Younger, higher income Boomers are especially bullish on an “Expat Escape”

BOULDER, CO – 16 Aug, 2017 – Retiring abroad is a trend that’s not going away anytime soon. More than a half a million people are currently living outside the United States and collecting some form of Social Security benefits, according to December 2016 data from the Social Security Administration (SSA). 

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For over a quarter of a century, International Living Magazine has ranked, rated, and named the best retirement destinations in the world: its 2017 #1 pick is Mexico. A five-time winner over the past 14 years, Mexico edged out runners-up Panama and Ecuador.

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Low cost of living, affordable healthcare, sunny climate, and a gentler pace of life are among the reasons Mexico and others on the top ten list are nominated for retiree consideration.

A recent Boomer / neXt survey of Boomers and older Gen Xers found the appeal of an overseas retirement has captured the imagination of millions of Americans in their fifties and sixties: over four-in-ten respondents (42%) agreed that “sometimes I think I could leave the United States and live elsewhere in retirement.”

The firm also found important demographic variations in willingness to think about leaving the U.S. and spending one’s retirement years in another country.

  • Men are significantly more likely than women to consider leaving (48% versus 36%), especially younger Boomer men (54%).
  • At 37%, the number of older (leading-edge) Boomers aged 62-71 who would consider an overseas retirement is already impressive, but among younger (trailing-edge) Boomers, aged 53-61 and Gen Xers aged 50-52 interest is even higher – 44% and 52% respectively
  • Boomers in households with six-figure incomes are also much more likely than average to say they could think about becoming expat retirees (54%).
  • Educational level also plays a role: respondents with a college education are somewhat more likely than those with less education to harbor thoughts of retiring abroad, 47% versus 39%.

According to consumer trend-tracker Barry Robertson, Partner at Boomer / neXt, the survey findings bear out Boomer history. “Starting in the sixties, whether it was the nobility of volunteerism in the Peace Corps, the Beatles and the British Invasion or the exotic locations of the Bond movies, Boomers became increasingly willing to grab their backpacks and head for the friendly skies,” he said.

“When the Cold War ended with the fall of the Berlin Wall in 1989, travel-savvy Boomer-yuppies were primed to take American businesses global, and U.S. passport ownership soared from 7 million that year to almost 50 million by 2000,” he added.

“By the nineties, Boomer parents were already introducing their Millennial kids to trips way beyond Disney World and were including international destinations as well,” Robertson noted, “resulting in travel becoming a way of life for many young Americans today.”

Just how widely Boomers opened the door to travel among younger generations is evidenced by industry authority Skift, whose researchers estimated 2015 student and Millennial expenditures at $200 billion versus $120 billion by travelers aged 50+.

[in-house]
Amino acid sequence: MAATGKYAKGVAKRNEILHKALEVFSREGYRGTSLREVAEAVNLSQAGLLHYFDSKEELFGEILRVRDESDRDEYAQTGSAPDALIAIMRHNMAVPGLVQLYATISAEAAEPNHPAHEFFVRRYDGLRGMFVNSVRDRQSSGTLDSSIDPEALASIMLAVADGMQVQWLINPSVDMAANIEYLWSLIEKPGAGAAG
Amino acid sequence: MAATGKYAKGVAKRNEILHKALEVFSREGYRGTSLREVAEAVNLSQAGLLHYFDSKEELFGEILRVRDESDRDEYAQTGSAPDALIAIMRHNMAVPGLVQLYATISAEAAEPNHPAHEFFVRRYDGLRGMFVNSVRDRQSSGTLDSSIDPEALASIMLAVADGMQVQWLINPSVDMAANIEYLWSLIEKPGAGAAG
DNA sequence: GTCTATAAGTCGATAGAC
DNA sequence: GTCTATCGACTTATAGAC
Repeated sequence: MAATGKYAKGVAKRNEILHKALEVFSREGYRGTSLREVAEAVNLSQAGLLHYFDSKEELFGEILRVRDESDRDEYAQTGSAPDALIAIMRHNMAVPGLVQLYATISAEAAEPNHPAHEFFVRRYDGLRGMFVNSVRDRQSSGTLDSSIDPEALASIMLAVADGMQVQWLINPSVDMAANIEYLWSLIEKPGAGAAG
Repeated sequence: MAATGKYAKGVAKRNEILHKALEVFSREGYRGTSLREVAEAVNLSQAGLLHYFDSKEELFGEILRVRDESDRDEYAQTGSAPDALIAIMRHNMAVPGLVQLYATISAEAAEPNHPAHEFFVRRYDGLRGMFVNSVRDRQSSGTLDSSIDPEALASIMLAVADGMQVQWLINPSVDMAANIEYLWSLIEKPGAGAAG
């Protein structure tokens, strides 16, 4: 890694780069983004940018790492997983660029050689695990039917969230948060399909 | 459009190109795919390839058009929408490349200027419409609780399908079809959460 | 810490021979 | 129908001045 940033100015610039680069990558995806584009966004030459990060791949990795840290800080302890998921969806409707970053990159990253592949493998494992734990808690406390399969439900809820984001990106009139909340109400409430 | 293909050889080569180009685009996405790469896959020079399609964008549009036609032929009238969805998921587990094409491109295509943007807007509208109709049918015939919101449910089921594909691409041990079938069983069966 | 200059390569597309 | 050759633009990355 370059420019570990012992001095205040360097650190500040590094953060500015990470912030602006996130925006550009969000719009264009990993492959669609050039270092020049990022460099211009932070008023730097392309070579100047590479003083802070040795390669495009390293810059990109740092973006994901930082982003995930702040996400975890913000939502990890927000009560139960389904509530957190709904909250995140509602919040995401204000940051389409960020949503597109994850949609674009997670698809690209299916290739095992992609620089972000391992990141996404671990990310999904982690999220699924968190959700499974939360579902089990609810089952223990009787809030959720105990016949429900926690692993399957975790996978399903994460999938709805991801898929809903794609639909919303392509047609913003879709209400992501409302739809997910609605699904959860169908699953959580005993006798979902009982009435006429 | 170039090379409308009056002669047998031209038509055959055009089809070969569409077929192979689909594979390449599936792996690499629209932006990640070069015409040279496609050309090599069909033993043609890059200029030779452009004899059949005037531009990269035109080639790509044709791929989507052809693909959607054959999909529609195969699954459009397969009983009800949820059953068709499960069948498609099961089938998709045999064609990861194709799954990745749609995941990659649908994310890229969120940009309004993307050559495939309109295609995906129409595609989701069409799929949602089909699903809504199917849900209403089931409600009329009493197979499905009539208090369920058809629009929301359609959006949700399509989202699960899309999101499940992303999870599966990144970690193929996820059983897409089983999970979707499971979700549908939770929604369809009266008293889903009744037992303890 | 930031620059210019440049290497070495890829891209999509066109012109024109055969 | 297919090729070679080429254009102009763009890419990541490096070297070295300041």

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Among the intrepid was a 53 year-old man, who said that Panama was in his sights: “I’ve been there on vacation, and I loved it.  I think it would be a great place to enjoy my retirement years.”  Another man in his mid-60s remarked that “I don’t want to see my assets run out.  My mother lived to be 95, and I’m in good health.  I’m open to finding a place with a low cost of living and a high quality of life, outside our country.”

Despite willingness to give living abroad a good, hard look, the Boomer / neXt survey also found some who like the concept would have trouble actually pulling the trigger on such a big step. 

“I could do it, but I would miss my grandchildren terribly,” says a 65 year-old woman who figures on retiring within the next two years.  “I’d love to spend all my days on the beach,” remarks a 52 year-old full-time worker, “but what about crime?  We think it’s bad [in the U.S.], but it’s worse everywhere else.”  On the other hand, a retired 70 year-old male says “I’ve been to Mexico on vacation a dozen times or so in my life, and you know what?  I don’t think the transition would be all that difficult for me.  I speak Spanish pretty well, and El Norte wouldn’t be all that far away.”

About the Survey

The Boomer/neXt Survey of respondents between the ages of 50 and 71 was conducted online from March 29-31 by Five hundred and ten respondents were interviewed via a representative survey, which corresponds to a margin of error of plus or minus four percent at the 95% level of confidence.  Confidence levels among certain subgroups from the sample may have a higher margin of error.

About Boomer/neXt

Boomer/neXt, with offices in Boulder and New York City, is a leading consultancy which focuses on the 111 million Americans who are currently 50 years of age and older.  Boomer/neXt provides strategic planning, research-based insights and consultative services to clients in industries that want to understand and unleash the power of this population, which includes the totality of the Baby Boom generation. 

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